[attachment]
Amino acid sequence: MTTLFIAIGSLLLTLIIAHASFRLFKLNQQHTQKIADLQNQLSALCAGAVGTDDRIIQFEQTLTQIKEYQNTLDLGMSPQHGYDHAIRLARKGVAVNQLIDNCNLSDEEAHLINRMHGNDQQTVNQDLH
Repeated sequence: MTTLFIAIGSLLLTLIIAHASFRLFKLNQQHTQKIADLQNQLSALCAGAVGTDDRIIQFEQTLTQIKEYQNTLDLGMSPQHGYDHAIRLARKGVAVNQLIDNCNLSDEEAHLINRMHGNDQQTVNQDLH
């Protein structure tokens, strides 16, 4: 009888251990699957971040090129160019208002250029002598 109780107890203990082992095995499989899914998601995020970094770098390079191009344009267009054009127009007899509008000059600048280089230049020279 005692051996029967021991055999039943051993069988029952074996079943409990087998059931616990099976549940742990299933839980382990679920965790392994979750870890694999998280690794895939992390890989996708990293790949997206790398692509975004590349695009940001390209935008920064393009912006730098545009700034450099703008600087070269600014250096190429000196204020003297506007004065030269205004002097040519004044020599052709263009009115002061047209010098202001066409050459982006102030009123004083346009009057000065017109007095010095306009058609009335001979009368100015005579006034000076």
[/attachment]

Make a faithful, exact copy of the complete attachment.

Amino acid sequence: MTTLFIAIGSLLLTLIIAHASFRLFKLNQQHTQKIADLQNQLSALCAGAVGTDDRIIQFEQTLTQIKEYQNTLDLGMSPQHGYDHAIRLARKGVAVNQLIDNCNLSDEEAHLINRMHGNDQQTVNQDLH
Repeated sequence: MTTLFIAIGSLLLTLIIAHASFRLFKLNQQHTQKIADLQNQLSALCAGAVGTDDRIIQFEQTLTQIKEYQNTLDLGMSPQHGYDHAIRLARKGVAVNQLIDNCNLSDEEAHLINRMHGNDQQTVNQDLH
């Protein structure tokens, strides 16, 4: 009888251990699957971040090129160019208002250029002598 109780107890203990082992095995499989899914998601995020970094770098390079191009344009267009054009127009007899509008000059600048280089230049020279 005692051996029967021991055999039943051993069988029952074996079943409990087998059931616990099976549940742990299933839980382990679920965790392994979750870890694999998280690794895939992390890989996708990293790949997206790398692509975004590349695009940001390209935008920064393009912006730098545009700034450099703008600087070269600014250096190429000196204020003297506007004065030269205004002097040519004044020599052709263009009115002061047209010098202001066409050459982006102030009123004083346009009057000065017109007095010095306009058609009335001979009368100015005579006034000076």